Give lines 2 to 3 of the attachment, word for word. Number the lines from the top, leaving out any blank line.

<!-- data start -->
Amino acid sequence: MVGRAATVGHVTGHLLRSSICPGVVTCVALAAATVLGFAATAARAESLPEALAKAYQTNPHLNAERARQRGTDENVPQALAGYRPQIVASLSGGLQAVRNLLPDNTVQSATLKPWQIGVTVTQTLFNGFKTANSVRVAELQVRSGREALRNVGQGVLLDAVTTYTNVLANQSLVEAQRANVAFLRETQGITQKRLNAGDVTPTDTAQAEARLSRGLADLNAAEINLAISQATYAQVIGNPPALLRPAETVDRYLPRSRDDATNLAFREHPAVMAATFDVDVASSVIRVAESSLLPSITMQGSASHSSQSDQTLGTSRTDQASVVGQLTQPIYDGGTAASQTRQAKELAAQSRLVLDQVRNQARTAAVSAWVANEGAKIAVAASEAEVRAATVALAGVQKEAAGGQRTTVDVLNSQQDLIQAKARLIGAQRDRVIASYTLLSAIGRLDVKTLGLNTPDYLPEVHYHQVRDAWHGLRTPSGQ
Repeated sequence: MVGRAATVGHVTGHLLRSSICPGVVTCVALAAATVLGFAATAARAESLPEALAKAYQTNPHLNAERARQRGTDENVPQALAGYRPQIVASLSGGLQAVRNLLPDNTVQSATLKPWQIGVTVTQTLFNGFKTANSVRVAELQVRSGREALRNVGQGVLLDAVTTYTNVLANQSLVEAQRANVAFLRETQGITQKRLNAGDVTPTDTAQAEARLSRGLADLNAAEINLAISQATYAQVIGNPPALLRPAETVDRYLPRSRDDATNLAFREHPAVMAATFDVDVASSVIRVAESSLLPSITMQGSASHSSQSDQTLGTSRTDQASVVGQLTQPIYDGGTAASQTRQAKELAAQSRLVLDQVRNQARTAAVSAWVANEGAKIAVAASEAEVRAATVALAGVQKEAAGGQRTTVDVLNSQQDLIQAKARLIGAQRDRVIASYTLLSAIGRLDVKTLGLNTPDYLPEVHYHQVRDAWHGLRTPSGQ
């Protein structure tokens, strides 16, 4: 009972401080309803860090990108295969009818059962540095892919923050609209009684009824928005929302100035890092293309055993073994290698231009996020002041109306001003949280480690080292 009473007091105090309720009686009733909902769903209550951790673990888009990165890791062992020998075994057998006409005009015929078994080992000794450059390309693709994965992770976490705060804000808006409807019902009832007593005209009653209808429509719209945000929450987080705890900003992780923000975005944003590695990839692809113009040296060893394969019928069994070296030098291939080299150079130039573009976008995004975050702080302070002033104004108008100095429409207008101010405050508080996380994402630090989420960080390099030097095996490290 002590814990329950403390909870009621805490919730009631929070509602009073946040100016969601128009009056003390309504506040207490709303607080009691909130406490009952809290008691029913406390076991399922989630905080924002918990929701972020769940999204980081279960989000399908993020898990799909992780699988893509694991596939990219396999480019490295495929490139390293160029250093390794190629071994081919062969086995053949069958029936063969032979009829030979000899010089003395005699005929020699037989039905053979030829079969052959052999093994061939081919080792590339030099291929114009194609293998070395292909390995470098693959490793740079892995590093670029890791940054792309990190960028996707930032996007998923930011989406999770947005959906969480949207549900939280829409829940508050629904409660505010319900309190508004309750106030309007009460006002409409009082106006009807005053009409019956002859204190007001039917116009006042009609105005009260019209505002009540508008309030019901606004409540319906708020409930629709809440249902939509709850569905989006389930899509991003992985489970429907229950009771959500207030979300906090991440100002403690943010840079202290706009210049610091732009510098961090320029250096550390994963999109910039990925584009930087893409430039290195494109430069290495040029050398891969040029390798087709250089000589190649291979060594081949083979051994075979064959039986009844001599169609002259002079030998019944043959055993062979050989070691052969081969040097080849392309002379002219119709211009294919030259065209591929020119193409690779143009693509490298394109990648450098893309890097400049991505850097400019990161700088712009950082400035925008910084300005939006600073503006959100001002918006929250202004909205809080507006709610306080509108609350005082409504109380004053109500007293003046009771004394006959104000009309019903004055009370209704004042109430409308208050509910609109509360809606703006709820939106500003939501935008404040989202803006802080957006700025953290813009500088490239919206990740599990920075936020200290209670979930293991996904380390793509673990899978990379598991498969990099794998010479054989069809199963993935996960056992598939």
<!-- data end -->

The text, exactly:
Repeated sequence: MVGRAATVGHVTGHLLRSSICPGVVTCVALAAATVLGFAATAARAESLPEALAKAYQTNPHLNAERARQRGTDENVPQALAGYRPQIVASLSGGLQAVRNLLPDNTVQSATLKPWQIGVTVTQTLFNGFKTANSVRVAELQVRSGREALRNVGQGVLLDAVTTYTNVLANQSLVEAQRANVAFLRETQGITQKRLNAGDVTPTDTAQAEARLSRGLADLNAAEINLAISQATYAQVIGNPPALLRPAETVDRYLPRSRDDATNLAFREHPAVMAATFDVDVASSVIRVAESSLLPSITMQGSASHSSQSDQTLGTSRTDQASVVGQLTQPIYDGGTAASQTRQAKELAAQSRLVLDQVRNQARTAAVSAWVANEGAKIAVAASEAEVRAATVALAGVQKEAAGGQRTTVDVLNSQQDLIQAKARLIGAQRDRVIASYTLLSAIGRLDVKTLGLNTPDYLPEVHYHQVRDAWHGLRTPSGQ
């Protein structure tokens, strides 16, 4: 009972401080309803860090990108295969009818059962540095892919923050609209009684009824928005929302100035890092293309055993073994290698231009996020002041109306001003949280480690080292 009473007091105090309720009686009733909902769903209550951790673990888009990165890791062992020998075994057998006409005009015929078994080992000794450059390309693709994965992770976490705060804000808006409807019902009832007593005209009653209808429509719209945000929450987080705890900003992780923000975005944003590695990839692809113009040296060893394969019928069994070296030098291939080299150079130039573009976008995004975050702080302070002033104004108008100095429409207008101010405050508080996380994402630090989420960080390099030097095996490290 002590814990329950403390909870009621805490919730009631929070509602009073946040100016969601128009009056003390309504506040207490709303607080009691909130406490009952809290008691029913406390076991399922989630905080924002918990929701972020769940999204980081279960989000399908993020898990799909992780699988893509694991596939990219396999480019490295495929490139390293160029250093390794190629071994081919062969086995053949069958029936063969032979009829030979000899010089003395005699005929020699037989039905053979030829079969052959052999093994061939081919080792590339030099291929114009194609293998070395292909390995470098693959490793740079892995590093670029890791940054792309990190960028996707930032996007998923930011989406999770947005959906969480949207549900939280829409829940508050629904409660505010319900309190508004309750106030309007009460006002409409009082106006009807005053009409019956002859204190007001039917116009006042009609105005009260019209505002009540508008309030019901606004409540319906708020409930629709809440249902939509709850569905989006389930899509991003992985489970429907229950009771959500207030979300906090991440100002403690943010840079202290706009210049610091732009510098961090320029250096550390994963999109910039990925584009930087893409430039290195494109430069290495040029050398891969040029390798087709250089000589190649291979060594081949083979051994075979064959039986009844001599169609002259002079030998019944043959055993062979050989070691052969081969040097080849392309002379002219119709211009294919030259065209591929020119193409690779143009693509490298394109990648450098893309890097400049991505850097400019990161700088712009950082400035925008910084300005939006600073503006959100001002918006929250202004909205809080507006709610306080509108609350005082409504109380004053109500007293003046009771004394006959104000009309019903004055009370209704004042109430409308208050509910609109509360809606703006709820939106500003939501935008404040989202803006802080957006700025953290813009500088490239919206990740599990920075936020200290209670979930293991996904380390793509673990899978990379598991498969990099794998010479054989069809199963993935996960056992598939």